Post-Christmas Guilt

Post-Christmas Guilt

The frenzy is finished. No more wrapping paper, no more Mariah, no more botch-job homemade cards cluttering your living room. The festive season is done and dusted.

In some ways it’s a relief; it’s bloody exhausting trekking the country visiting everyone. In other ways, it’s a sad time; no longer are we socially obliged to dole out good will to all men. Now everyone is free to be the grumpy, miserable old gits they really are, with no mulled wine to lull them into a sense of communal festive cheer.

There’s another downside to the end of Christmas: post-Christmas guilt.

There are the obvious reasons: too much food, sneaking the best chocolates behind the cupboard when no one was looking, too much booze, secretly putting the handbag your mother-in-law bought you on eBay the day after she leaves. But I’m not talking about these. I don’t consider these valid reasons to be guilty; you’re supposed to overindulge at Christmas! I won’t worry about whether I can do up the top button on my skinny jeans until at least the spring, when I can no longer get away with big baggy jumpers to cover it up.

This is a more specific kind of post-Christmas guilt. Parental post-Christmas guilt. Otherwise known as ‘Dear God. How did my child end up with so much crap and will they grow up to be a spoiled brat?’ guilt.

Despite all pleas for restraint, our living room now resembles a small day centre. There is a big electronic dinosaur, complete with flashing eyes and hideous roar, teetering precariously across the gap between an old battered jigsaw box and a brand new fire engine. Just in front, a wave of tiny wooden trains lie scattered: any moment now a man in a battered hat and waistcoat will stroll into our living room, slip on a stray wheel and fall promptly and comically on his arse, grabbing the shelves and bringing mountains of books on top of himself in the process (thinking about it, I really should clear up). Not to mention the books, clothes, plastic food, toy cars, DVDs, Mr Tumble Annual, baking sets, spelling boards, bingo and god knows what else.

Our boy is lucky, with a big family who love to spoil him. He loves his new toys, and one day I’m sure he’ll learn to appreciate them. Still, the greatest response to a present on the day came as he delved into his stocking to pull out the obligatory Christmas orange. He peered at it carefully, his face lit up and he held it aloft above his head like he had just discovered the Holy Grail, screeching ‘An orange from Santa! An orange from SANTAAAAAA!’ before promptly ripping off the peel and eating it on the spot, savouring each piece like it had been hand crafted by Saint Nick himself.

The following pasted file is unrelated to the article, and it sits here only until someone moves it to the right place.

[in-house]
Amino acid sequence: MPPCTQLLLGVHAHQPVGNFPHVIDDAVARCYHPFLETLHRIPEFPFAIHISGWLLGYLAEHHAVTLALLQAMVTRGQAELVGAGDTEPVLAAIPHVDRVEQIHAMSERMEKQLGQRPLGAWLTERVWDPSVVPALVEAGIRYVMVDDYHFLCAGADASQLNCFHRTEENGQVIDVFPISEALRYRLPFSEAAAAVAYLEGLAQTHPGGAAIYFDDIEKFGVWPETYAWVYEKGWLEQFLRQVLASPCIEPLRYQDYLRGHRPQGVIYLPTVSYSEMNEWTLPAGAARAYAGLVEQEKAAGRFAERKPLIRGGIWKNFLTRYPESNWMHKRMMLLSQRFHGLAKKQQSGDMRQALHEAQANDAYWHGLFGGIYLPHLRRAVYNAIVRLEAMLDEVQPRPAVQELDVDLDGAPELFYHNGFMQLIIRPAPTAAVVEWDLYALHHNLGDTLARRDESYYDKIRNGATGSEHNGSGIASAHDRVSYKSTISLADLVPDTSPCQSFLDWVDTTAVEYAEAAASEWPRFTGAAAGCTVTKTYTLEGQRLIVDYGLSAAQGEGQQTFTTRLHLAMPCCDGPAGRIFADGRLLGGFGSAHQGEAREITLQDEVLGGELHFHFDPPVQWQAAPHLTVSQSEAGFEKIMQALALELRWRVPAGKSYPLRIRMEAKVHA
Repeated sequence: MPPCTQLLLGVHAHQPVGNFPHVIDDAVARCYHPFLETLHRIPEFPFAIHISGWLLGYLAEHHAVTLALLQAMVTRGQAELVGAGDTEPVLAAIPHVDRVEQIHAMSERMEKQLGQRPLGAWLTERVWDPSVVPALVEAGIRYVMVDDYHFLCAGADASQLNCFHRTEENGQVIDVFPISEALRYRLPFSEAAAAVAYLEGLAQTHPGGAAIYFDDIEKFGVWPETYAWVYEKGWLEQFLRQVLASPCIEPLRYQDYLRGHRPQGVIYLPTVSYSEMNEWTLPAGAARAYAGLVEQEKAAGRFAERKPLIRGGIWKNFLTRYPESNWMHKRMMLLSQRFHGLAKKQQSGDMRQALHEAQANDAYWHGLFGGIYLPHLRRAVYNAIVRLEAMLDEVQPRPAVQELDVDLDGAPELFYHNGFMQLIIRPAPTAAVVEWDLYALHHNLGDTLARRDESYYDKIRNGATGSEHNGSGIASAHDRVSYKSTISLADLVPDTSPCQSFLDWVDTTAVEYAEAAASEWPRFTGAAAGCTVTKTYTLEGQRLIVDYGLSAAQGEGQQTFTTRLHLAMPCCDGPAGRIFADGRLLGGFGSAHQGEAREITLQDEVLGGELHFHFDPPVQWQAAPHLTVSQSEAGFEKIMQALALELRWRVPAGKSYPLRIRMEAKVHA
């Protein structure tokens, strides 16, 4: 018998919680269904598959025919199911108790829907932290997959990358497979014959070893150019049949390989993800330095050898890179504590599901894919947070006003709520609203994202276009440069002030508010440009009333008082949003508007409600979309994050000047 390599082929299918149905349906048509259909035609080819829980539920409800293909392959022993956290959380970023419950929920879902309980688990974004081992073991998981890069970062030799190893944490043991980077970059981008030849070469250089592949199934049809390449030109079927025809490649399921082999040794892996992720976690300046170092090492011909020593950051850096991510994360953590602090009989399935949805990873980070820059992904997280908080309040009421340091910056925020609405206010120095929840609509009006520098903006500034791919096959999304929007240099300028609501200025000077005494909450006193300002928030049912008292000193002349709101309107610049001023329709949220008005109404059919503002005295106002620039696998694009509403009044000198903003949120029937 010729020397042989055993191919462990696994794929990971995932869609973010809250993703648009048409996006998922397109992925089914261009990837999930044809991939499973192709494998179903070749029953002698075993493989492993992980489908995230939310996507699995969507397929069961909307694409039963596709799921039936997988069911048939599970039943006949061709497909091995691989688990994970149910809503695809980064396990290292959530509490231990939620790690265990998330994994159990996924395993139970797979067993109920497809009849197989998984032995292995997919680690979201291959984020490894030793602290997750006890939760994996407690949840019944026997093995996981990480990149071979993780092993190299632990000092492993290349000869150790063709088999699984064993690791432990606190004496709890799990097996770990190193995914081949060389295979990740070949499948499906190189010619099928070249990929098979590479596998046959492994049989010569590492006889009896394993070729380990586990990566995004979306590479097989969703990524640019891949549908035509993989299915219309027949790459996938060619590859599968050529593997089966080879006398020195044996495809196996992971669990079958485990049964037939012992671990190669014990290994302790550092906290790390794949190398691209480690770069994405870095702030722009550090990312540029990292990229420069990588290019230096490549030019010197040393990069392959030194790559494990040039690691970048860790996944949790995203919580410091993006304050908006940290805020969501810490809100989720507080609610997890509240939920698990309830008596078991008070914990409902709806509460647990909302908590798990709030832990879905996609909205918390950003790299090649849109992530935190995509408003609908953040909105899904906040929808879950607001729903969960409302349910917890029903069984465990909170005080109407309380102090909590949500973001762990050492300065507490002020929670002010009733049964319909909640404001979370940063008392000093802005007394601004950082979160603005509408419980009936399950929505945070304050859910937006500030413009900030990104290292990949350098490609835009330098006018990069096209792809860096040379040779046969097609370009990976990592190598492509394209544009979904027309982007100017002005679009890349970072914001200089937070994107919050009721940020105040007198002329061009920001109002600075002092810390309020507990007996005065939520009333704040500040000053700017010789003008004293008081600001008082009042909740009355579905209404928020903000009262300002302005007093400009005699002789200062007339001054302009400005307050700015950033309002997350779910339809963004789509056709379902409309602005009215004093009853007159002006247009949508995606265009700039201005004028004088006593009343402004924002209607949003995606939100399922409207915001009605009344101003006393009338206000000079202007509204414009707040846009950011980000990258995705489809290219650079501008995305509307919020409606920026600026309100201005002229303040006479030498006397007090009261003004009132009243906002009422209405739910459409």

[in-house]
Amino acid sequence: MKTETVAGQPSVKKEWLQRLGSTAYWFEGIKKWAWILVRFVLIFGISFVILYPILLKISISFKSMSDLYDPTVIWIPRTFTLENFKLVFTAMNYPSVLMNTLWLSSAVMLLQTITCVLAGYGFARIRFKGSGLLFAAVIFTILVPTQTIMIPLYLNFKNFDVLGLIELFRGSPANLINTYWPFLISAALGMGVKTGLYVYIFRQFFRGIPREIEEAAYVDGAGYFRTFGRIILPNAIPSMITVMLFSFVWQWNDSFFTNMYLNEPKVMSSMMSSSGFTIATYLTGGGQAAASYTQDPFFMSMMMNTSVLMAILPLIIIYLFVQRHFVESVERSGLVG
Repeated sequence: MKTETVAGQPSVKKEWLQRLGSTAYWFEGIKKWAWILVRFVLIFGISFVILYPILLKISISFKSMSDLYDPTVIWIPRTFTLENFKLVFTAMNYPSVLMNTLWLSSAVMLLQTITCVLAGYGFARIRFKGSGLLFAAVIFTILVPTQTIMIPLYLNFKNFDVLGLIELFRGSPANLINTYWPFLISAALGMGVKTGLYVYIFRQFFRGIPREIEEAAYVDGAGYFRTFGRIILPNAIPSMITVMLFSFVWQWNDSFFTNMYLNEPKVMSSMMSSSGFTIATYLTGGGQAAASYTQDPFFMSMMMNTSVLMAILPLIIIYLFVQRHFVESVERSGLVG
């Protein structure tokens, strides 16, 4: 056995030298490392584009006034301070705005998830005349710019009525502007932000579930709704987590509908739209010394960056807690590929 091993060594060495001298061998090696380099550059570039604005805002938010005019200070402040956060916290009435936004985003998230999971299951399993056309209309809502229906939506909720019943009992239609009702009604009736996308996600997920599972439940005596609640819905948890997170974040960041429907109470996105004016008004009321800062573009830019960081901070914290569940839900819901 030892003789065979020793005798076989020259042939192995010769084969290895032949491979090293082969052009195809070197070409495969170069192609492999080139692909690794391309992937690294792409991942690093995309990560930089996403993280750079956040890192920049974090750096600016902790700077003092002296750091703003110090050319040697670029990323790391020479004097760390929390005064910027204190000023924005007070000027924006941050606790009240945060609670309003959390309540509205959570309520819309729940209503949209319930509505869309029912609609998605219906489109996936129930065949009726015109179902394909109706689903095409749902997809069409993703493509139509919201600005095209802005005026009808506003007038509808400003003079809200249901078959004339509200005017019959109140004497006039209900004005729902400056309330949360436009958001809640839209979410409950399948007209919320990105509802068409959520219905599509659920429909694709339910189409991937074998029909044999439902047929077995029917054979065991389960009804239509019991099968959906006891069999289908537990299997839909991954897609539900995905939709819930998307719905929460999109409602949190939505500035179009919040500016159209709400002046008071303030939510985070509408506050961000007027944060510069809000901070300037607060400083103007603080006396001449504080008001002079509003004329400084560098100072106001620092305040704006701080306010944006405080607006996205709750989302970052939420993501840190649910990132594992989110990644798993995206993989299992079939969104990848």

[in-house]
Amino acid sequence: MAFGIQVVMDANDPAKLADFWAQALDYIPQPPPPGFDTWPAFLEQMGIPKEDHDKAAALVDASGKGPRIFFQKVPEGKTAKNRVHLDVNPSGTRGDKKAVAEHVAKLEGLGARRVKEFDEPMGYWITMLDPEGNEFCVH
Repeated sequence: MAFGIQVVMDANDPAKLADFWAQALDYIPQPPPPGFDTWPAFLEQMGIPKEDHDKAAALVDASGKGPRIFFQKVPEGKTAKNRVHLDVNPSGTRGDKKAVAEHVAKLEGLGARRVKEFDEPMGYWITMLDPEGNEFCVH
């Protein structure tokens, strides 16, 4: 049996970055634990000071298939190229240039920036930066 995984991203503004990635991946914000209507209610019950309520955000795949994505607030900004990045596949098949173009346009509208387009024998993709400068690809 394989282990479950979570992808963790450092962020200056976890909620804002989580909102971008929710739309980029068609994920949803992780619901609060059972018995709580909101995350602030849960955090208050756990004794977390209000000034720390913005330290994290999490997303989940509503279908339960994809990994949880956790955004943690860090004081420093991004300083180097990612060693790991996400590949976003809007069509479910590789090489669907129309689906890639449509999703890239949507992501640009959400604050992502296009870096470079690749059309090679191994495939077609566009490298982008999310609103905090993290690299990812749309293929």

The only other presents to receive such adulation were a single sheet of stickers and a box of second hand jigsaws, handed to us by family members clearly more experienced and aware of the need to clear out before the annual present onslaught. So it is that, despite having a living room which currently resembles a floor of Hamley’s, our son will mostly be found completing the same jigsaw 10 times in a row.

I’m not complaining. I’m really not. He does love his other toy and plays with them. Still, he has far more than he needs. That’s what causes my post-Christmas guilt. Try as I might, I failed to stem the ever-growing tide of materialism sneaking into our home and his life. Not only did I fail to stop it, I propagated it. I introduced the idea of Father Christmas, I insisted on making a stocking, I oohed and aahed at everything he opened in a manner so enthusiastic it rivalled Louis Walsh for unwarranted excitement. I am the one to blame for my post-Christmas guilt.

Shelter reports 90,000 children are likely to have spent this Christmas homeless. It’s not a case of whether they would have any presents, but whether they would have anywhere to open them. Here, in one of the richest countries in the world, thousands of families had to rely on food banks to provide a meagre Christmas dinner, unable to find money to provide it themselves. This, of course, says nothing of the hundreds of thousands of children across the world who will have been sheltering from violence, war and abuse this Christmas.

It is neither feasible, nor desirable, to imply we shouldn’t enjoy Christmas because other people can’t. But it is selfish and ungrateful not to recognise how lucky we are.

I made no New Year’s Resolutions. I won’t swear off chocolate or wine (come on!), nor will I join a gym or set myself arbitrary targets about learning Spanish by April. Neither should you. None of us will keep them and they’re all, ultimately, pointless. Instead, whenever we’re enjoying spending time with our families, or playing with the new train set, we should be a little more aware of how lucky we are and think about what we could do this year to help those who are less so. Maybe that will alleviate some of the post-Christmas guilt.


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